Mainz – How would you know if the bio-based cup from which you are drinking your coffee is actually sustainable? The question of sustainable certification and branding for bio-based products, as well as key actions to be taken to support the expansion of the European bioeconomy, were at the centre of discussions during the workshop organised by the BIOrescue project on 28 February in Mainz. The event, hosted by the Max Planck Institute for Polymer Research, and organised in cooperation with Imperial College, with support from Greenovate! Europe and project coordinator CENER, brought together over 30 actors from bio-based value chains, including researchers, industry players, clusters and network representatives, as well as standardisation consultancies. Through presentations and open exchanges, participants outlined a set of principles and priorities to guide bio-based products and processes towards successful market uptake in the European Union.
Biomass sources are flourishing across Europe, making the bio-based industry a fruitful business to invest in for the future. Nevertheless, along the way towards sustainable bio-based value chains, the availability of suitable infrastructures is essential for developing and validating new processes. To that end, the Pilots4U initiative, introduced by Lieve Hoflack, Project Acquisition Manager at Bio Base Europe Pilot Plant, has created a free online database to help partners find open access pilot plants to test and improve their concepts.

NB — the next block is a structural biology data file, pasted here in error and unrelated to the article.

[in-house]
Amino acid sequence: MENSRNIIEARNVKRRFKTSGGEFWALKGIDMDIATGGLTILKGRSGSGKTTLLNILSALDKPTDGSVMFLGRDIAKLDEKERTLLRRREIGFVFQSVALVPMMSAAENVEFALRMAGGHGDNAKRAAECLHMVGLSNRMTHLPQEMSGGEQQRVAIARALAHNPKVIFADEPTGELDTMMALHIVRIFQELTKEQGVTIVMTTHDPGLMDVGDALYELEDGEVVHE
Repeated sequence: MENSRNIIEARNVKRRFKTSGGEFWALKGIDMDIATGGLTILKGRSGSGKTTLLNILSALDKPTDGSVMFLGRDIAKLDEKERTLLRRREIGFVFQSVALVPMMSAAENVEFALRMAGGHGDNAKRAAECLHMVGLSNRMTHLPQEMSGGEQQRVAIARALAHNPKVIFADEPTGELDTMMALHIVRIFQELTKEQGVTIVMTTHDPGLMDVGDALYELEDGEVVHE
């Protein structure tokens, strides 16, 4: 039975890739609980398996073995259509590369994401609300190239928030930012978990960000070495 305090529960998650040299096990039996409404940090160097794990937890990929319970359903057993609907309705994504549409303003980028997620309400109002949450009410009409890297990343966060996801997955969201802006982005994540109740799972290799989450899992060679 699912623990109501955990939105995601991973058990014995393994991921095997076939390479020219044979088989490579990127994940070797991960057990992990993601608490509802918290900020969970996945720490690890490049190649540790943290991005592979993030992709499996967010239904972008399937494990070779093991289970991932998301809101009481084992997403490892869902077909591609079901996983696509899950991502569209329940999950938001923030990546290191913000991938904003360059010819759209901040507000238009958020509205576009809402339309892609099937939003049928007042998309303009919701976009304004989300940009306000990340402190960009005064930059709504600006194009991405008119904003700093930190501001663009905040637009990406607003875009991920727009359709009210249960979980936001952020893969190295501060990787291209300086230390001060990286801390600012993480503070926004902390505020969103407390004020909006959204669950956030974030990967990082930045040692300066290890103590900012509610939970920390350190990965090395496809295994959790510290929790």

As well as equipment, another key element to bring bio-based value chain actors closer together is industrial clustering and networking. As an example, the Cradle to Cradle school of thought in Germany, represented in the event by Nadine Kümmel, has created regional stakeholder groups to close the loop from research to market and make circular economy a reality in the country and beyond. For Frederik Wurm, Research group leader at the Max Planck Institute for Polymer Research and partner of the BIOrescue project, such networks help in bridging the gap between different sectors to develop new bio-based products: “Within BIOrescue for instance, we connected chemistry and agriculture by developing biodegradable nanocarriers from mushroom compost, a natural source of lignin. The capsules can be loaded with biopesticides or fertilisers, and thus return to the agro-food industry, but they also have a myriad of different uses in other sectors, such as pharmaceuticals or food enhancement”.
The bio-based economy has huge growth potential in Europe, with the packaging industry, for example, representing 40% of the global market, with only 2% of packaging currently made from renewable materials. But for this potential to be fully exploited, new bio-based products need to be market-oriented, as highlighted in the workshop by Athanassios Nikolakopoulos, Senior Researcher at the National Technical University of Athens and representative of the BIOPEN innovation platform. This means actors from the whole value chain, and especially consumers, must be involved in the design of new bio-based products, and made aware of their environmental benefits. To support this effort, the STAR4BBI project, presented during the workshop by Tatevik Babayan, Scientific Associate at Nova-Institute, prepared tailored recommendations to coordinate the development of a favourable and harmonised European standardisation framework for bio-based products, identifying current gaps and issues, such as waste regulations or competition in subsidies with biofuels.Projects